The story begins with a map of the solar system where it takes place, followed by a brief description of the key planets involved and their social and political climates. Yes, the film adaptation of Frank Herbert’s “Dune” from thirty years ago does exactly that, as does Tom Waltz and Casey Maloney’s “The Last Fall” #1. However, this striking similarity ends as the actual story begins, as Waltz’ story is much simpler, focusing primarily on weary soldier Marcus Fall, whose participation in a seemingly endless interplanetary war has made him dangerously unpredictable and apathetic towards those he fights for.
Despite the surface similarities to “Dune,” Waltz actually lays out a pretty compelling backdrop in his introduction, and it’s almost disappointing that the story he then chooses to tell only uses that scenario as a framework. Still, Fall’s story isn’t a bad one to tell, as Waltz starts things off with a skirmish that establishes Fall’s method of operations that’s not unlike that of an interstellar Rambo, where he salvages a military operation, emerging with no casualties on his side as well as some valuable strategic intelligence.
Waltz then flashes back to Fall’s younger — and happier — days, complete with a family, although even then his disdain for the theocratic order that governs his life is evident.
In between, something has apparently happened in Fall’s life where all he once cherished is now gone, and is presumably to be explained in future issues. For now, though, Waltz sufficiently establishes Fall’s character and the situation he finds himself in within the course of this issue, both of which are intriguing enough to make this first issue worthwhile. Waltz doesn’t do as much character building as he has world building, but he builds up his protagonist just enough to carry the issue. He also plants seeds for an eventual conflict with Fall’s commanding officer, as well as the higher ranking major who’s surprisingly tolerant of Fall’s insubordinate behavior.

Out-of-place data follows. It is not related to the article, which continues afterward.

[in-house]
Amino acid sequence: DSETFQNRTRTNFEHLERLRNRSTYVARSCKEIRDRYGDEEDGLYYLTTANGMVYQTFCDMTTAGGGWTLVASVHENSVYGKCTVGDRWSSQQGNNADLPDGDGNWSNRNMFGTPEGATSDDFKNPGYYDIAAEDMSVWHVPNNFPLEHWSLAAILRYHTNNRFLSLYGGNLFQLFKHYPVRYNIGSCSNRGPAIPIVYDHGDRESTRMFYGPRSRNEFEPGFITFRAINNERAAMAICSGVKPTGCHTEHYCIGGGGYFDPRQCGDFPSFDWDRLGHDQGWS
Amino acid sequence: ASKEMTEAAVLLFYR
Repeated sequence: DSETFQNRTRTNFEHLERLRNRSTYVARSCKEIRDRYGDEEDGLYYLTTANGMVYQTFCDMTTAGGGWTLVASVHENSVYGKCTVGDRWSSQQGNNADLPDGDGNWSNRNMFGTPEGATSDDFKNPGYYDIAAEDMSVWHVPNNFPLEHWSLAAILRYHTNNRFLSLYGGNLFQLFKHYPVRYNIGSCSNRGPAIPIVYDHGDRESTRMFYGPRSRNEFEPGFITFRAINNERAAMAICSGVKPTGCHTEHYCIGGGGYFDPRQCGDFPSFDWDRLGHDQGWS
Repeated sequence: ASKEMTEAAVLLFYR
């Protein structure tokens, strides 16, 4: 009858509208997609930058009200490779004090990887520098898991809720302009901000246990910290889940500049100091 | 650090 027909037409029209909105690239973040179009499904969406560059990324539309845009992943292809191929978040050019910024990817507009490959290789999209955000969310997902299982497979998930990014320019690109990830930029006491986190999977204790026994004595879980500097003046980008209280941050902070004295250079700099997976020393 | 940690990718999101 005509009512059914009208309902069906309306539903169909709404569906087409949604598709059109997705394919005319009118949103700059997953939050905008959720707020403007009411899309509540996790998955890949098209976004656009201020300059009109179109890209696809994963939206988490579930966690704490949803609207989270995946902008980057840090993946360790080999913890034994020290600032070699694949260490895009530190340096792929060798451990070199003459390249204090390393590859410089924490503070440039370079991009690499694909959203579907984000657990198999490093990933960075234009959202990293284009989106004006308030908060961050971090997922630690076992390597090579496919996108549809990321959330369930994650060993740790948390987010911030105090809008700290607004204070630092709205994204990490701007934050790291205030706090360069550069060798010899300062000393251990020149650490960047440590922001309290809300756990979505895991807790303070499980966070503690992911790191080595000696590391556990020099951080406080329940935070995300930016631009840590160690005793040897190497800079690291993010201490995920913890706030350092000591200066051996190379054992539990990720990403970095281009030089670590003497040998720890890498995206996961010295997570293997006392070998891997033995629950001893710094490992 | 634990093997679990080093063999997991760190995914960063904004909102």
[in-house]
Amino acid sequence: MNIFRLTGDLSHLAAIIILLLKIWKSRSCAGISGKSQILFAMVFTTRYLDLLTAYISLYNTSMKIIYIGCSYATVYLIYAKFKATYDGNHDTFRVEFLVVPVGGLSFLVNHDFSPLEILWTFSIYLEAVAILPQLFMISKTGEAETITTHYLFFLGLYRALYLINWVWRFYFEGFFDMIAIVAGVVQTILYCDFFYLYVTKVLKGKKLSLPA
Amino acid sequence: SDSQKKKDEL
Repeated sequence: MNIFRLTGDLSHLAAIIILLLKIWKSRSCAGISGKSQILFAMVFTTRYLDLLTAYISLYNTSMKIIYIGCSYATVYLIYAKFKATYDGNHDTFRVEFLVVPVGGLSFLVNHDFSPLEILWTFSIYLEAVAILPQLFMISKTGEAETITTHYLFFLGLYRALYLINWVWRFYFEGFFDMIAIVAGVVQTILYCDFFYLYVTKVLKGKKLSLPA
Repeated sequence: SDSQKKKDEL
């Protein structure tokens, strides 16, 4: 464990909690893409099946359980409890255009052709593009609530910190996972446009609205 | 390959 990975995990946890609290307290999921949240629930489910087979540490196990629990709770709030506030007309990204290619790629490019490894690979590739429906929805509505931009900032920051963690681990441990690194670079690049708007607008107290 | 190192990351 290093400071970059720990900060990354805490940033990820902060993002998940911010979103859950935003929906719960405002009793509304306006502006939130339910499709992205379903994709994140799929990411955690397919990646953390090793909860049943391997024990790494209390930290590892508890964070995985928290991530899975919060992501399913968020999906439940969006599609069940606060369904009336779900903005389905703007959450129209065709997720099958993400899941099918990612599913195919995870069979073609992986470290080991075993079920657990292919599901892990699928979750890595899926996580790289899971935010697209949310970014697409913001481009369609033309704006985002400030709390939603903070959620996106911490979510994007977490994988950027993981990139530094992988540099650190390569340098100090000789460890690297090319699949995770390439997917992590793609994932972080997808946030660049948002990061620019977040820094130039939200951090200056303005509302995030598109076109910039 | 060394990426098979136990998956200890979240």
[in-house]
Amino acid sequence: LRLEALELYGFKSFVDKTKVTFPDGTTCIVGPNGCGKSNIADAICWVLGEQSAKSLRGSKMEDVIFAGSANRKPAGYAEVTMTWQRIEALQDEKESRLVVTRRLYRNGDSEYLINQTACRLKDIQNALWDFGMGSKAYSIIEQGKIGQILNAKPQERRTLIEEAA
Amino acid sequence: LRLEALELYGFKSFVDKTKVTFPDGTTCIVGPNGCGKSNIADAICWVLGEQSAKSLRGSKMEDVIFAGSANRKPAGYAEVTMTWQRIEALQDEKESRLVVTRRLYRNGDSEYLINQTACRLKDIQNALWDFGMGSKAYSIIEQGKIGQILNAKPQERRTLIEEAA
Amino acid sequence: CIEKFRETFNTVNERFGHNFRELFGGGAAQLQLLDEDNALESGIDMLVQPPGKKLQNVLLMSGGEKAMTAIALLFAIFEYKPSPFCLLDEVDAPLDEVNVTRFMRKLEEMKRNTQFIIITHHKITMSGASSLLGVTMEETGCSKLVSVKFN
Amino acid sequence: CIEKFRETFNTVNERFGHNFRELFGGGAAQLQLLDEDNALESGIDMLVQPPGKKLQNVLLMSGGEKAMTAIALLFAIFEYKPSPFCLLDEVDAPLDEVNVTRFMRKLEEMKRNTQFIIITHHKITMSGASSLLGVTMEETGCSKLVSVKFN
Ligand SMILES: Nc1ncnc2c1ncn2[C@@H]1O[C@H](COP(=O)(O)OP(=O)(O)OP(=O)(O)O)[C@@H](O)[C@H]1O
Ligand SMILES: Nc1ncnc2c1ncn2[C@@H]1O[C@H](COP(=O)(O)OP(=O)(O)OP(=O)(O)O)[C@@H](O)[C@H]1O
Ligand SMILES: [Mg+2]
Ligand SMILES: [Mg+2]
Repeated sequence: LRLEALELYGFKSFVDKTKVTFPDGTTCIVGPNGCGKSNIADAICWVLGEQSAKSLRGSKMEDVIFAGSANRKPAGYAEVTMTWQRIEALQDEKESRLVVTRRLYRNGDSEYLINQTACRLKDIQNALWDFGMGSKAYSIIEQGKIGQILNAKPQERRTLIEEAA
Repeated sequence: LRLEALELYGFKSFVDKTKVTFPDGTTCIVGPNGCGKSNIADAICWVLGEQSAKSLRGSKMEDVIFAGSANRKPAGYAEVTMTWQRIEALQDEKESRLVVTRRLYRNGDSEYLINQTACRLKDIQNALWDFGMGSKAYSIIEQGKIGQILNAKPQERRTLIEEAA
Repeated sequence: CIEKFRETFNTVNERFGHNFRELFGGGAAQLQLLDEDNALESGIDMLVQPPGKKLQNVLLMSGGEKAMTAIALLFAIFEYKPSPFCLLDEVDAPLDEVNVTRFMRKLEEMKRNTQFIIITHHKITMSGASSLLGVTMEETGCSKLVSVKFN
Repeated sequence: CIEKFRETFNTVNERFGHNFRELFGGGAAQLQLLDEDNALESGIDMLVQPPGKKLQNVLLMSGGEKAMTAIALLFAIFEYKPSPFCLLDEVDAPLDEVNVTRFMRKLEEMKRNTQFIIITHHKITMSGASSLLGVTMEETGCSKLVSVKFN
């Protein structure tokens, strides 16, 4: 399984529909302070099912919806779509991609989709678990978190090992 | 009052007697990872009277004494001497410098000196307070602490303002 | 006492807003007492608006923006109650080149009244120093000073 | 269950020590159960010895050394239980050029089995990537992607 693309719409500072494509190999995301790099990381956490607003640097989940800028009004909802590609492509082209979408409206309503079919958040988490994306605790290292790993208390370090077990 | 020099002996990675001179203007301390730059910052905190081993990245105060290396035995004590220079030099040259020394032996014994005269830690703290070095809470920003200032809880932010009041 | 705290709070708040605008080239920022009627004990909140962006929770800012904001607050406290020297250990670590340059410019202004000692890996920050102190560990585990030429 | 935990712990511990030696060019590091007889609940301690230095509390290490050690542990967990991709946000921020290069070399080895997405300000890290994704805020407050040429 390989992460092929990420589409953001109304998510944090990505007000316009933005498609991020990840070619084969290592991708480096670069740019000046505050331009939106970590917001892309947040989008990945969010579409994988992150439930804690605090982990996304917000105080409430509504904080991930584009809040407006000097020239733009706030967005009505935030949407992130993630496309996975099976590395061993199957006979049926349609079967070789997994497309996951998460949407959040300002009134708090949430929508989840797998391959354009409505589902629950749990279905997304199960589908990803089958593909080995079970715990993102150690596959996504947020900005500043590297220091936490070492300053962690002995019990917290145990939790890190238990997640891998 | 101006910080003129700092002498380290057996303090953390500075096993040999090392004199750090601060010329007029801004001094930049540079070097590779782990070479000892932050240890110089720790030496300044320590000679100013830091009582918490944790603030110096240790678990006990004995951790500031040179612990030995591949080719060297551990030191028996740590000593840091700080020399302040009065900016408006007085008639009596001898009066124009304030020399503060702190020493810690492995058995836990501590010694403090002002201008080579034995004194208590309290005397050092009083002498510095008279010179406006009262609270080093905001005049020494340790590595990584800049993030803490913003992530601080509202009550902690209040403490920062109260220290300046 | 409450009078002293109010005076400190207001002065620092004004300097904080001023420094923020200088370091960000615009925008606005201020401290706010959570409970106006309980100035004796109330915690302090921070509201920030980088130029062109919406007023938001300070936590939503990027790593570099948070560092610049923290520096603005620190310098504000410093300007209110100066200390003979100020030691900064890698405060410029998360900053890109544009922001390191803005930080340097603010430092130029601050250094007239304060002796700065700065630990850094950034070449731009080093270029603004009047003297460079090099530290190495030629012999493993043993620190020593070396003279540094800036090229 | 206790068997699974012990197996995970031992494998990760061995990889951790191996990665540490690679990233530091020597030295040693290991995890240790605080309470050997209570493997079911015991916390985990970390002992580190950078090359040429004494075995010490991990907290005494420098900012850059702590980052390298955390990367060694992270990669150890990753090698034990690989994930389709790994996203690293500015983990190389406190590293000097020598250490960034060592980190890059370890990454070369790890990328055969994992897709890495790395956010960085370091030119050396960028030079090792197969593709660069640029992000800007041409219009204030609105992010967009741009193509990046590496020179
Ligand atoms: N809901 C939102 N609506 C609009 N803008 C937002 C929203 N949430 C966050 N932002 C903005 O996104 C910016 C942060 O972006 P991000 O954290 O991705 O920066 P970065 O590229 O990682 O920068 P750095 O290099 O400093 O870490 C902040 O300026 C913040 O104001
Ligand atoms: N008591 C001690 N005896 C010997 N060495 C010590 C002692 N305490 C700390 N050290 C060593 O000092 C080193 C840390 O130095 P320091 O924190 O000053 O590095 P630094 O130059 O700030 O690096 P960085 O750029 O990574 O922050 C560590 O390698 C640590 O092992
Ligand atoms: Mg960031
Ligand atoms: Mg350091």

Maloney’s strengths as an artist lie in his own world building vision. His battlesuits look a little clunky, but he pays admirable attention to detail regarding the variations based on rank and function. The high-priest major’s armaments are a clever mashup of priestly raiment and military officer, and colorist Dusty Yee helps Maloney bring to life a war-torn world that’s not without its beauty. Fall looks a little too bug-eyed at times, though; the wide-eyed Fall during the rage of battle or after the shock of waking from a bad dream looks more like some kind of caricature than a character under emotional duress.
“The Last Fall” #1 delivers a strong enough start to an interesting story, but would have benefitted from a little more development at the personal level in addition to the interplanetary one.